Laith Hammoudi (McClatchy Newspapers) reports a Baghdad bombing this morning left four wounded while two Diyala bombings resulted in the deaths of 2 Iraqi soldiers, two Iraqi soldiers wounded and three civilians wounded. Reuters notes that a roadside bombing outside Baquba claimed the lives of 4 Iraqi soldiers and left seven more wounded today while a Jurf Al-Sakhar roadisde bombing claimed 2 lives with two more wound while, also yesterday, Col. Samir Atrous was killed in a Samarra bombing that left two of his bodyguards wounded. And the air war continues as well. Reuters reports the US military is claiming 15 'terrorists' were killed in Adwaniya on Monday after they dropped two 500 pound bombs from the air on the area.

Laith Hammoudi (McClatchy Newspapers) reports 1 police officer was shot dead and his wife injured in a Kirkuk shooting today while yesterday 2 sons, 2 daughters and a mother from the same family were killed. Reuters notes 1 police officer and 1 Iraqi soldier were shot dead in Hawija today while yesterday a man was shot dead in Kifl.


Laith Hammoudi (McClatchy Newspapers) reports 6 corpses in Baghdad and 1 corpse was discovered in Kirkuk.

IRIN reports "[m]ale gynaecologists are being targeted by Islamic extremists in Iraq as they are accues of invading the privacy of women," that at least 22 have received threatening letters while there is a shortage on male gynaecologists and very few female ones left in Iraq.

In political news,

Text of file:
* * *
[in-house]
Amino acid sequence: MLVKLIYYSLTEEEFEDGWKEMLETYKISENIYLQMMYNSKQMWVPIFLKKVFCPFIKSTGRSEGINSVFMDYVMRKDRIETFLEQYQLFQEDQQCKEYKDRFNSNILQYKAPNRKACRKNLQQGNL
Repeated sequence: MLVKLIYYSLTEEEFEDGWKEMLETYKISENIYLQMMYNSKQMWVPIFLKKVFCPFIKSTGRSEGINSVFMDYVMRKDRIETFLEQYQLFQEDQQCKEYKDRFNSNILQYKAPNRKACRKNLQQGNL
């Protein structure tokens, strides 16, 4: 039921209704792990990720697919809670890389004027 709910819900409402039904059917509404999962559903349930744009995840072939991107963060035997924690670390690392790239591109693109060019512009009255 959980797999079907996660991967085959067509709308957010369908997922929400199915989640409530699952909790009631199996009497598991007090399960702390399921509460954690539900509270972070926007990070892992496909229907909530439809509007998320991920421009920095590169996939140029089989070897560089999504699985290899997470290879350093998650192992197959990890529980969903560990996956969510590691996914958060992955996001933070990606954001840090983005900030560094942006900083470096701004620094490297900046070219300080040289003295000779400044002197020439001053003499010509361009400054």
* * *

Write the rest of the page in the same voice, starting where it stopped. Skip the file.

AP reports that Bahaa al-Araji, apparently speaking for all 30 members of the Sadr bloc in the Iraqi parliament, has called for the "parliament to be dissolved and new elections held." This takes place while puppet of the occupation Nouri al-Maliki's cabinet continues with empty spots after he refused to agree to the requests of Sunni ministers. Those who keep giving lip service to a "political solution" that really means a US imposed "political situation" must be hoping no one notices al-Maliki's puppet government is as chaotic as it was in May 2006 when he kept missing deadlines to announce his complete cabinet. The escalation Bully Boy dubbed the 'surge' is ending as it was always planned to. 3,000 US service members stationed in Diyala Province will begin returning to the United States. And what got accomplished in the 'surge'? Puppet al-Maliki traveled a great deal (as did Iraq's president) but nothing's been accomplished. Not even the theft of Iraqi oil -- the White House pushed, big business written bill that would open Iraqi oil fields to foreign corporations and allow them to keep as much as 70% of the profits -- has been pushed through and the year is almost over. The United Nations' Relief Web has a list of things that still show no improvement such as: "Only one in three Iraqi children under the age of five has access to safe drinking water, according to UNICEF(4)."